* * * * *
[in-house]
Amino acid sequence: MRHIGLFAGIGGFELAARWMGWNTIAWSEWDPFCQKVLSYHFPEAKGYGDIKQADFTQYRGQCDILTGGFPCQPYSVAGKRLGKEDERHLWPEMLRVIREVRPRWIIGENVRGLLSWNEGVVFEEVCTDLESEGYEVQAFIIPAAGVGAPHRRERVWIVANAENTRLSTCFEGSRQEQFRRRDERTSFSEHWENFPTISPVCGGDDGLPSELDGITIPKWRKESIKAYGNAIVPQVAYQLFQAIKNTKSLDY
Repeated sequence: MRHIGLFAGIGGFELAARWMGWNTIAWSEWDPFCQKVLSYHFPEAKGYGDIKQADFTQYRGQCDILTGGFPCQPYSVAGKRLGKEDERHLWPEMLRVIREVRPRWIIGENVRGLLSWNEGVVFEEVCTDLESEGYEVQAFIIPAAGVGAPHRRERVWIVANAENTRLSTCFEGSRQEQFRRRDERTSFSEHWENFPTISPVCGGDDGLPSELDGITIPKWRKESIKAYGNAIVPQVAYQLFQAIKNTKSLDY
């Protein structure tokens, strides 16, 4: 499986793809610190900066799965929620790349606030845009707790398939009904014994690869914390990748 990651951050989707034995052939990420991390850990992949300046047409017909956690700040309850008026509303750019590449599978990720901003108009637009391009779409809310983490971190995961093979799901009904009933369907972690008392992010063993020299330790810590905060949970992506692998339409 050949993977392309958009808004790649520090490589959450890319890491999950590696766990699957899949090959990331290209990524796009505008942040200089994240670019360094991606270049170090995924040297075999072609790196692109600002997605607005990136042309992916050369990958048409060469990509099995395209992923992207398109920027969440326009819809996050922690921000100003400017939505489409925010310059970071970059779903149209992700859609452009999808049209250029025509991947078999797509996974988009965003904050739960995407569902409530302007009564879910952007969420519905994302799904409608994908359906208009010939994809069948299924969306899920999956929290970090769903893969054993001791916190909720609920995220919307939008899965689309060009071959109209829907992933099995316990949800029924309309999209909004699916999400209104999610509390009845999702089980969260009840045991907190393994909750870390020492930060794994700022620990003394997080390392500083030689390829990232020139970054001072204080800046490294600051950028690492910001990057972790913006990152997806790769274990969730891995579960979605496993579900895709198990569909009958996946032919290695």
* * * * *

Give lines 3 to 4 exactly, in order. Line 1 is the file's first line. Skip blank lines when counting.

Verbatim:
Repeated sequence: MRHIGLFAGIGGFELAARWMGWNTIAWSEWDPFCQKVLSYHFPEAKGYGDIKQADFTQYRGQCDILTGGFPCQPYSVAGKRLGKEDERHLWPEMLRVIREVRPRWIIGENVRGLLSWNEGVVFEEVCTDLESEGYEVQAFIIPAAGVGAPHRRERVWIVANAENTRLSTCFEGSRQEQFRRRDERTSFSEHWENFPTISPVCGGDDGLPSELDGITIPKWRKESIKAYGNAIVPQVAYQLFQAIKNTKSLDY
């Protein structure tokens, strides 16, 4: 499986793809610190900066799965929620790349606030845009707790398939009904014994690869914390990748 990651951050989707034995052939990420991390850990992949300046047409017909956690700040309850008026509303750019590449599978990720901003108009637009391009779409809310983490971190995961093979799901009904009933369907972690008392992010063993020299330790810590905060949970992506692998339409 050949993977392309958009808004790649520090490589959450890319890491999950590696766990699957899949090959990331290209990524796009505008942040200089994240670019360094991606270049170090995924040297075999072609790196692109600002997605607005990136042309992916050369990958048409060469990509099995395209992923992207398109920027969440326009819809996050922690921000100003400017939505489409925010310059970071970059779903149209992700859609452009999808049209250029025509991947078999797509996974988009965003904050739960995407569902409530302007009564879910952007969420519905994302799904409608994908359906208009010939994809069948299924969306899920999956929290970090769903893969054993001791916190909720609920995220919307939008899965689309060009071959109209829907992933099995316990949800029924309309999209909004699916999400209104999610509390009845999702089980969260009840045991907190393994909750870390020492930060794994700022620990003394997080390392500083030689390829990232020139970054001072204080800046490294600051950028690492910001990057972790913006990152997806790769274990969730891995579960979605496993579900895709198990569909009958996946032919290695």